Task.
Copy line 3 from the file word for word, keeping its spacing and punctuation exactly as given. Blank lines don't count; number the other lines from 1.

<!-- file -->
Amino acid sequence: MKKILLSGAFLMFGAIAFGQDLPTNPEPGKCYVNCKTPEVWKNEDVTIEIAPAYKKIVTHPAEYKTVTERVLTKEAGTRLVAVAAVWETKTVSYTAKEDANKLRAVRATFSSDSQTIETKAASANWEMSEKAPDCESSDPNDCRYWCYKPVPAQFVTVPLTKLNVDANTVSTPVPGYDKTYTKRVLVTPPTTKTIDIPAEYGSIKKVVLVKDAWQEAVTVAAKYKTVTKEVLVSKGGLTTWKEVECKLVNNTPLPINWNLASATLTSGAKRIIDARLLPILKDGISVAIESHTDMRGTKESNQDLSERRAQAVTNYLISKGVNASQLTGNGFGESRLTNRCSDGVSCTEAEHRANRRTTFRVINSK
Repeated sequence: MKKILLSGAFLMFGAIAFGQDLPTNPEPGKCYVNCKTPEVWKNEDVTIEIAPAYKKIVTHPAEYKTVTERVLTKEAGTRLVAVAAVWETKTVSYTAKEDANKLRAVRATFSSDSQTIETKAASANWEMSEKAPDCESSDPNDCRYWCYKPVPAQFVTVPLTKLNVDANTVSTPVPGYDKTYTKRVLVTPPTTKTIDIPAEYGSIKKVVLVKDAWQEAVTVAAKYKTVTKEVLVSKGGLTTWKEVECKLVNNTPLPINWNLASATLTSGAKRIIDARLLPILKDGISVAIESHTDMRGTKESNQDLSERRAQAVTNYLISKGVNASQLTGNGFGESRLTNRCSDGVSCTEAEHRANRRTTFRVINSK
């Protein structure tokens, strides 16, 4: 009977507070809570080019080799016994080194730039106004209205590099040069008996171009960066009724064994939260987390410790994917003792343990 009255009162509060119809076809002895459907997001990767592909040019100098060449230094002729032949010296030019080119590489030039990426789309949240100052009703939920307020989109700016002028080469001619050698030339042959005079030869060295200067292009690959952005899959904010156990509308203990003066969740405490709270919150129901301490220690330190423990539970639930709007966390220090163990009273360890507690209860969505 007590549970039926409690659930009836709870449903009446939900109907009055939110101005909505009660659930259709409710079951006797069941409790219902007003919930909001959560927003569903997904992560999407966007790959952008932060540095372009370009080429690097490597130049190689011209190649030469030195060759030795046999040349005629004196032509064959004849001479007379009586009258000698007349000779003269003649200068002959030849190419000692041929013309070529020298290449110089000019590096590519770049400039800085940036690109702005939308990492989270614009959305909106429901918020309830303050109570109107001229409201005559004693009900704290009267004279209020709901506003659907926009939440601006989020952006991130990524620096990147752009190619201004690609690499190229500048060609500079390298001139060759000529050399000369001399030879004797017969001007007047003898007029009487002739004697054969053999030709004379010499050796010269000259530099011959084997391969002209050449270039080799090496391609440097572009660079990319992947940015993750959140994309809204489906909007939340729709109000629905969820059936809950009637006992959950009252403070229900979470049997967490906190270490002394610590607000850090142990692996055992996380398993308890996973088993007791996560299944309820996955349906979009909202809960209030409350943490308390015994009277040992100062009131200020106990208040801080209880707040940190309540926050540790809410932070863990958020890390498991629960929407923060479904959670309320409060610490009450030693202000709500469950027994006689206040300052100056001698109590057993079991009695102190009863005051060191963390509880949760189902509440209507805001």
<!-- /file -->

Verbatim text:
């Protein structure tokens, strides 16, 4: 009977507070809570080019080799016994080194730039106004209205590099040069008996171009960066009724064994939260987390410790994917003792343990 009255009162509060119809076809002895459907997001990767592909040019100098060449230094002729032949010296030019080119590489030039990426789309949240100052009703939920307020989109700016002028080469001619050698030339042959005079030869060295200067292009690959952005899959904010156990509308203990003066969740405490709270919150129901301490220690330190423990539970639930709007966390220090163990009273360890507690209860969505 007590549970039926409690659930009836709870449903009446939900109907009055939110101005909505009660659930259709409710079951006797069941409790219902007003919930909001959560927003569903997904992560999407966007790959952008932060540095372009370009080429690097490597130049190689011209190649030469030195060759030795046999040349005629004196032509064959004849001479007379009586009258000698007349000779003269003649200068002959030849190419000692041929013309070529020298290449110089000019590096590519770049400039800085940036690109702005939308990492989270614009959305909106429901918020309830303050109570109107001229409201005559004693009900704290009267004279209020709901506003659907926009939440601006989020952006991130990524620096990147752009190619201004690609690499190229500048060609500079390298001139060759000529050399000369001399030879004797017969001007007047003898007029009487002739004697054969053999030709004379010499050796010269000259530099011959084997391969002209050449270039080799090496391609440097572009660079990319992947940015993750959140994309809204489906909007939340729709109000629905969820059936809950009637006992959950009252403070229900979470049997967490906190270490002394610590607000850090142990692996055992996380398993308890996973088993007791996560299944309820996955349906979009909202809960209030409350943490308390015994009277040992100062009131200020106990208040801080209880707040940190309540926050540790809410932070863990958020890390498991629960929407923060479904959670309320409060610490009450030693202000709500469950027994006689206040300052100056001698109590057993079991009695102190009863005051060191963390509880949760189902509440209507805001």